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The Value of Gamification In Healthcare

Healthcare can be a slow-moving and cautious industry. That’s understandable, since it’s very exposed to multiple rapidly changing market forces, ranging from new technology to shifting care-reimbursement platforms. One area where it can’t lag, however, is the human resource-oriented areas of employee training, assessment and retention.

That’s why many organizations are turning to gamification, which brings the high-tech world of gaming as recreation into the workplace to create innovate, unique ways to engage employees and improve performance, says Lea Sorrentino, Senior Digital Strategist at HealthStream’s partner Bunchball, a solution provider in the world of gamification.

For example, one should examine employee retention. This is a key strategy objective for essentially any organization, particularly in healthcare. The problem is that that training can be very overwhelming if not administered equitably or consistently. No employee wants to feel inadequately trained, and much turnover happens because people don’t feel like they’re oriented to their job and they don’t know where to go or who to ask for help, Sorrentino says.

“Where we’ve seen gamification have a large impact is by creating a kind of self-service, self-initiated training,” she adds. “Because it clearly lays out the path of how to get from onboarding to more experienced to tenured. It shows you what you have to do next, and it provides feedback in real time of what you’re doing well or where you need to grow. It takes a lot of the ambiguity out of, ‘Where am I in my career and what do I have to do to excel in it?’ New employees often get trained but don’t know how that training is applicable to them, and don’t know how to make that training work in terms of career development. Gamification helps take that and make it much more transparent.”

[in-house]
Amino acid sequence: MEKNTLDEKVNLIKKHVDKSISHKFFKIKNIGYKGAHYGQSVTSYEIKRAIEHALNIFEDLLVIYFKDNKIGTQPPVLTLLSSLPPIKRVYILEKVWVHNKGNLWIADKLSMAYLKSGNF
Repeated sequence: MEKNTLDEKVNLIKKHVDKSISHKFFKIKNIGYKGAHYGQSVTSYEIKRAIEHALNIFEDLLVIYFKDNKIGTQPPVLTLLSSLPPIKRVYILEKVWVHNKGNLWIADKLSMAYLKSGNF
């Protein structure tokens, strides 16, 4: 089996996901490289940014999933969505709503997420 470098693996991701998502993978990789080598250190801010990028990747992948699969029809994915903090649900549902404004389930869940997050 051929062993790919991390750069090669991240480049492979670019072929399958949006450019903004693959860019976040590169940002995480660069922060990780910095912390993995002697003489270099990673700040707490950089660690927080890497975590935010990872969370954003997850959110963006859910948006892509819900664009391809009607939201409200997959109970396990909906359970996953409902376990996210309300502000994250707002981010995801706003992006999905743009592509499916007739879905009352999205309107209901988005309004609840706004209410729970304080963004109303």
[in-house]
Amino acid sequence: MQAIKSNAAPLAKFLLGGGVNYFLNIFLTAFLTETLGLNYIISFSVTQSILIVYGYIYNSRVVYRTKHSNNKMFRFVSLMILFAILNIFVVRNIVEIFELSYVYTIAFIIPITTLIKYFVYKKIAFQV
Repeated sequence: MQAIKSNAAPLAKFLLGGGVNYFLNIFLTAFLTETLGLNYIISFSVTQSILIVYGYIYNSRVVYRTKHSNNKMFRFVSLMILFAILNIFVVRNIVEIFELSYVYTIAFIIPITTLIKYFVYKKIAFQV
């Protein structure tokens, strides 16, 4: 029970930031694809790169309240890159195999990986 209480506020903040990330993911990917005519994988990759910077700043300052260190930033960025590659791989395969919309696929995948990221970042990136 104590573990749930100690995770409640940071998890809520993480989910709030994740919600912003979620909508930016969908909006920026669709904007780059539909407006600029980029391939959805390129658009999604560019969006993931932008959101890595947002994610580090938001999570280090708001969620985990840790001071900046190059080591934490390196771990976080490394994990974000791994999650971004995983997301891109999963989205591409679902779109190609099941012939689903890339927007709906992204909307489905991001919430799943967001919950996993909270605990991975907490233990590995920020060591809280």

Creating priorities and paths forward

How does gamification provide those interactions? By merging traditional learning with visuals to create a more immersive training and development experience, it:

  • Clearly states the activity’s priority to the overall job performance.
  • Creates a progress bar on the employee profile.
  • Creates a holistic view comparing the employee’s performance to peers, as well as newer and more senior employees.
  • Provides feedback within achievement badges so rewards come with specific input.
  • Allows for status sharing so achievements are seen by team members and supervisors.

“All of those things kind of feed you emotionally as well as provide a lot of clarity on how you’re doing within your career,” Sorrentino explains. “Those are ways that you can use game mechanics to enhance all these things that already exist and connect them to be much more uniform.”

Healthcare organizations are experiencing shifts and undertaking change management due to how quickly and how effectively they must align their staff to changes that are occurring with their organization, as well as within the industry at large. Gamification may be a new way to teach them how to be more effective and more efficient. It looks different from traditional learning models and environments, however, so employers must be prepared to work for buy-in, particularly with non-Millennial employees whose gaming experience may be limited or nonexistent.

“Nurses move in a very time-based way through their clinical ladders or to get certifications,” Sorrentino says. “With these programs [more seasoned ones] are immediately viewed as ambassadors or have higher status, which most people love whether they are a Millennial or not. They love to be thought of as a leader, and we provide recognition for previous accomplishments. That’s still going to be motivating to nurses who have worked at an organization for a long time but might not have the title of supervisor or above. They still have a bunch of knowledge, and gamification can provide acknowledgement: Look at all these certifications, look at all these years served, look at the knowledge that I have. I am now an authority in this community. That helps with engagement for people who are not Millennials.”

About Lea Sorrentino:

Lea Sorrentino is Senior Digital Strategist at Bunchball, Inc., a leading gamification solution provider and HealthStream partner, where she has worked with Fortune 500 clients across multiple industries to help them focus on supporting and maximizing consumer and employee engagement. Sorrentino has more than seven years of strategy experience servicing notable customers like Urban Outfitters, Cisco, Volkswagen, Marriott, Honeywell, FedEx, United and Cargill. She also is a multi-media artist whose work has been exhibited nationally and internationally.

This blog post is taken from a HealthStream Second Opinions Podcast that was recorded recently. To hear Lea’s full discussion, click here.

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